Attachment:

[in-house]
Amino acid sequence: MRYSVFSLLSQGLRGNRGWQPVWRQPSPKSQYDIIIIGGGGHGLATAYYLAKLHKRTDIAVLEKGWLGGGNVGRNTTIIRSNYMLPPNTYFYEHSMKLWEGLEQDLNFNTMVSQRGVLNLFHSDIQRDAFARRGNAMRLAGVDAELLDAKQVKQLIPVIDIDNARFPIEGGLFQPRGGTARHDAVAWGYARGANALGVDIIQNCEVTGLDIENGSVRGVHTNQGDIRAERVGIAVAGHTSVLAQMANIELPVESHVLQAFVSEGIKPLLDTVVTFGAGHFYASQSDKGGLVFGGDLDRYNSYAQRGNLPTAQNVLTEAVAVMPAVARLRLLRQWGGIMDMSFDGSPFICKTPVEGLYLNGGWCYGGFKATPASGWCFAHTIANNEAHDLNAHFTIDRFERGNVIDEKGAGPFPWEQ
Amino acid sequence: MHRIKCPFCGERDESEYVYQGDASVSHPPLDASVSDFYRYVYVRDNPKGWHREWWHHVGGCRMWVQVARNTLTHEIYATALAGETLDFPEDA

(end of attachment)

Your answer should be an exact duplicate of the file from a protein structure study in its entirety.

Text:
[in-house]
Amino acid sequence: MRYSVFSLLSQGLRGNRGWQPVWRQPSPKSQYDIIIIGGGGHGLATAYYLAKLHKRTDIAVLEKGWLGGGNVGRNTTIIRSNYMLPPNTYFYEHSMKLWEGLEQDLNFNTMVSQRGVLNLFHSDIQRDAFARRGNAMRLAGVDAELLDAKQVKQLIPVIDIDNARFPIEGGLFQPRGGTARHDAVAWGYARGANALGVDIIQNCEVTGLDIENGSVRGVHTNQGDIRAERVGIAVAGHTSVLAQMANIELPVESHVLQAFVSEGIKPLLDTVVTFGAGHFYASQSDKGGLVFGGDLDRYNSYAQRGNLPTAQNVLTEAVAVMPAVARLRLLRQWGGIMDMSFDGSPFICKTPVEGLYLNGGWCYGGFKATPASGWCFAHTIANNEAHDLNAHFTIDRFERGNVIDEKGAGPFPWEQ
Amino acid sequence: MHRIKCPFCGERDESEYVYQGDASVSHPPLDASVSDFYRYVYVRDNPKGWHREWWHHVGGCRMWVQVARNTLTHEIYATALAGETLDFPEDA